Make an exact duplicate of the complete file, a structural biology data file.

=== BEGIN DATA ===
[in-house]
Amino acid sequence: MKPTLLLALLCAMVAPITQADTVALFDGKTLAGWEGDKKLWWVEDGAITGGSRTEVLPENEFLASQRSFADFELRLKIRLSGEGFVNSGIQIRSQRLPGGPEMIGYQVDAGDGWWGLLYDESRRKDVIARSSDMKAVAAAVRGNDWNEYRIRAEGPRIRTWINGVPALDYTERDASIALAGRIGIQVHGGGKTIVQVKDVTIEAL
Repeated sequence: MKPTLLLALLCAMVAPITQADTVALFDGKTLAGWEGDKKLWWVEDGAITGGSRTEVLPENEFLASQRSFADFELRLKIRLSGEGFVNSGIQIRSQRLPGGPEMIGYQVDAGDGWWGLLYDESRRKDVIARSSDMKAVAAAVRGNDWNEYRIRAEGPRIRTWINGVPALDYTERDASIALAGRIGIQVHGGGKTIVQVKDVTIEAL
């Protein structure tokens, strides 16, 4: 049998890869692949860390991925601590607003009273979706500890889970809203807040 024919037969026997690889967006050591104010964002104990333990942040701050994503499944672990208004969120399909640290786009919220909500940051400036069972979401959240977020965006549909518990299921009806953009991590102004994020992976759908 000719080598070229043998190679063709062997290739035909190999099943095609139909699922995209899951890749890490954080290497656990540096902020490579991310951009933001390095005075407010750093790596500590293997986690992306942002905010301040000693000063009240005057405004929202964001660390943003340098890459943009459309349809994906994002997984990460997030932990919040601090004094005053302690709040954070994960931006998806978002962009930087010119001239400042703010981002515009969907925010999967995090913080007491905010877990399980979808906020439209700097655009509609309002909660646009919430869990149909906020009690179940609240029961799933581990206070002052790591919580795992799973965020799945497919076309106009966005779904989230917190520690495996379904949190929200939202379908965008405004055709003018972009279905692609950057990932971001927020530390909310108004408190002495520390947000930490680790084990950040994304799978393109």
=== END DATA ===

[in-house]
Amino acid sequence: MKPTLLLALLCAMVAPITQADTVALFDGKTLAGWEGDKKLWWVEDGAITGGSRTEVLPENEFLASQRSFADFELRLKIRLSGEGFVNSGIQIRSQRLPGGPEMIGYQVDAGDGWWGLLYDESRRKDVIARSSDMKAVAAAVRGNDWNEYRIRAEGPRIRTWINGVPALDYTERDASIALAGRIGIQVHGGGKTIVQVKDVTIEAL
Repeated sequence: MKPTLLLALLCAMVAPITQADTVALFDGKTLAGWEGDKKLWWVEDGAITGGSRTEVLPENEFLASQRSFADFELRLKIRLSGEGFVNSGIQIRSQRLPGGPEMIGYQVDAGDGWWGLLYDESRRKDVIARSSDMKAVAAAVRGNDWNEYRIRAEGPRIRTWINGVPALDYTERDASIALAGRIGIQVHGGGKTIVQVKDVTIEAL
């Protein structure tokens, strides 16, 4: 049998890869692949860390991925601590607003009273979706500890889970809203807040 024919037969026997690889967006050591104010964002104990333990942040701050994503499944672990208004969120399909640290786009919220909500940051400036069972979401959240977020965006549909518990299921009806953009991590102004994020992976759908 000719080598070229043998190679063709062997290739035909190999099943095609139909699922995209899951890749890490954080290497656990540096902020490579991310951009933001390095005075407010750093790596500590293997986690992306942002905010301040000693000063009240005057405004929202964001660390943003340098890459943009459309349809994906994002997984990460997030932990919040601090004094005053302690709040954070994960931006998806978002962009930087010119001239400042703010981002515009969907925010999967995090913080007491905010877990399980979808906020439209700097655009509609309002909660646009919430869990149909906020009690179940609240029961799933581990206070002052790591919580795992799973965020799945497919076309106009966005779904989230917190520690495996379904949190929200939202379908965008405004055709003018972009279905692609950057990932971001927020530390909310108004408190002495520390947000930490680790084990950040994304799978393109």